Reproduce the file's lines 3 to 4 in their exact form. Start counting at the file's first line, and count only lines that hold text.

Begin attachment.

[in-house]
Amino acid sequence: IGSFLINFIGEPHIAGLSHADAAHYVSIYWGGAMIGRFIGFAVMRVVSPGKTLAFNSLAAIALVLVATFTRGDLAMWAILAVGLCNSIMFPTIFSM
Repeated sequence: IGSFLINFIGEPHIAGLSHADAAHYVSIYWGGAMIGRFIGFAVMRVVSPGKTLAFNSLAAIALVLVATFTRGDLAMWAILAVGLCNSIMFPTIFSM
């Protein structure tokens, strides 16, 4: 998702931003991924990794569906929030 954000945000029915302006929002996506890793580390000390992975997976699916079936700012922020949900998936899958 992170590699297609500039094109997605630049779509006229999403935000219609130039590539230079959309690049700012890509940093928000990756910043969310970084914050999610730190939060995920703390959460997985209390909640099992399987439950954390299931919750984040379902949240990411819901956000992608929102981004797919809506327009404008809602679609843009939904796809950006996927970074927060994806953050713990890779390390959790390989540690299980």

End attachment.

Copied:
Repeated sequence: IGSFLINFIGEPHIAGLSHADAAHYVSIYWGGAMIGRFIGFAVMRVVSPGKTLAFNSLAAIALVLVATFTRGDLAMWAILAVGLCNSIMFPTIFSM
């Protein structure tokens, strides 16, 4: 998702931003991924990794569906929030 954000945000029915302006929002996506890793580390000390992975997976699916079936700012922020949900998936899958 992170590699297609500039094109997605630049779509006229999403935000219609130039590539230079959309690049700012890509940093928000990756910043969310970084914050999610730190939060995920703390959460997985209390909640099992399987439950954390299931919750984040379902949240990411819901956000992608929102981004797919809506327009404008809602679609843009939904796809950006996927970074927060994806953050713990890779390390959790390989540690299980």